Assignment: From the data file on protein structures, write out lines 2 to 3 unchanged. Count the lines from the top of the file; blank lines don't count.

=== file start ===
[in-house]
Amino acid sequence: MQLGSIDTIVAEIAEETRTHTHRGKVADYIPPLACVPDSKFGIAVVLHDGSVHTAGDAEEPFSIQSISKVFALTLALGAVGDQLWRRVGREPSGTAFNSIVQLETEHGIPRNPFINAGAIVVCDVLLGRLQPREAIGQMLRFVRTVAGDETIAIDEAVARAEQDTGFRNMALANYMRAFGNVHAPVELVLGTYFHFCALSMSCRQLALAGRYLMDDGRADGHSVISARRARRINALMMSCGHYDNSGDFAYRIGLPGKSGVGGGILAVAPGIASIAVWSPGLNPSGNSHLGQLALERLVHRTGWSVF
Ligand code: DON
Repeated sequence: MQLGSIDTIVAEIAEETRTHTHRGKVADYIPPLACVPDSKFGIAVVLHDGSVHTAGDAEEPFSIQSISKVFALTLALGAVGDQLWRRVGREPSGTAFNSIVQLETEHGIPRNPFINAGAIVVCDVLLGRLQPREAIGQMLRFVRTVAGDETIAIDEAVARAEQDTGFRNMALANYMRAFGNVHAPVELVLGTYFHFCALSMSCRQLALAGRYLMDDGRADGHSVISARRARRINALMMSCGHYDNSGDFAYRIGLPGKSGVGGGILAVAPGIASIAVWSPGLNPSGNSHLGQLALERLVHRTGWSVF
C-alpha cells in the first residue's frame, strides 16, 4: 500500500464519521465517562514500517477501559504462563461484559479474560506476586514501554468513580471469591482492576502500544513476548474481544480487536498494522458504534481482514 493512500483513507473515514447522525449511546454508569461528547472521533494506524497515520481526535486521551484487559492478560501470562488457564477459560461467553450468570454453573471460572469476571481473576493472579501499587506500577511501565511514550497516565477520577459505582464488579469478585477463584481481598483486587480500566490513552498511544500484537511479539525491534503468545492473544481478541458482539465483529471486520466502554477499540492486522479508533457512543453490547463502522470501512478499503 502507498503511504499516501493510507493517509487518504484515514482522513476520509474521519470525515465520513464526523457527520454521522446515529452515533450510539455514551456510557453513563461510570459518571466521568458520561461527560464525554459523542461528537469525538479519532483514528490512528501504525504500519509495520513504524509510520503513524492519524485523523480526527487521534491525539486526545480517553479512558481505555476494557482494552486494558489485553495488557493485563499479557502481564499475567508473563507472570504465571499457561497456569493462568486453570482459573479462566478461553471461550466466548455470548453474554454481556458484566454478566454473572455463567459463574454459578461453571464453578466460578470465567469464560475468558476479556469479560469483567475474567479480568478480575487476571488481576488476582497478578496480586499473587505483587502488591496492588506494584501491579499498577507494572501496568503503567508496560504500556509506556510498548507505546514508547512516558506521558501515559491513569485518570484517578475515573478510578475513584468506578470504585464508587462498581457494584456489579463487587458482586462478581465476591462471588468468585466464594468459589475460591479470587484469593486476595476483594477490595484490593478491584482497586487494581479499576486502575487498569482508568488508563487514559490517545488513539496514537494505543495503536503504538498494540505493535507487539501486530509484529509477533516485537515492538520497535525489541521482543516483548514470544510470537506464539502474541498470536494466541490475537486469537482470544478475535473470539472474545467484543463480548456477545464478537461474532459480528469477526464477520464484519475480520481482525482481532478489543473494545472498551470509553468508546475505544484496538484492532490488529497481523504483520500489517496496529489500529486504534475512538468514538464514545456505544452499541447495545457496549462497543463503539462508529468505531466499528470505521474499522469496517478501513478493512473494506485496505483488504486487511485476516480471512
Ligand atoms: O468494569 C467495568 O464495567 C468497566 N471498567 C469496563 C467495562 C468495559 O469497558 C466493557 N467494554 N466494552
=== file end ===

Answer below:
Amino acid sequence: MQLGSIDTIVAEIAEETRTHTHRGKVADYIPPLACVPDSKFGIAVVLHDGSVHTAGDAEEPFSIQSISKVFALTLALGAVGDQLWRRVGREPSGTAFNSIVQLETEHGIPRNPFINAGAIVVCDVLLGRLQPREAIGQMLRFVRTVAGDETIAIDEAVARAEQDTGFRNMALANYMRAFGNVHAPVELVLGTYFHFCALSMSCRQLALAGRYLMDDGRADGHSVISARRARRINALMMSCGHYDNSGDFAYRIGLPGKSGVGGGILAVAPGIASIAVWSPGLNPSGNSHLGQLALERLVHRTGWSVF
Ligand code: DON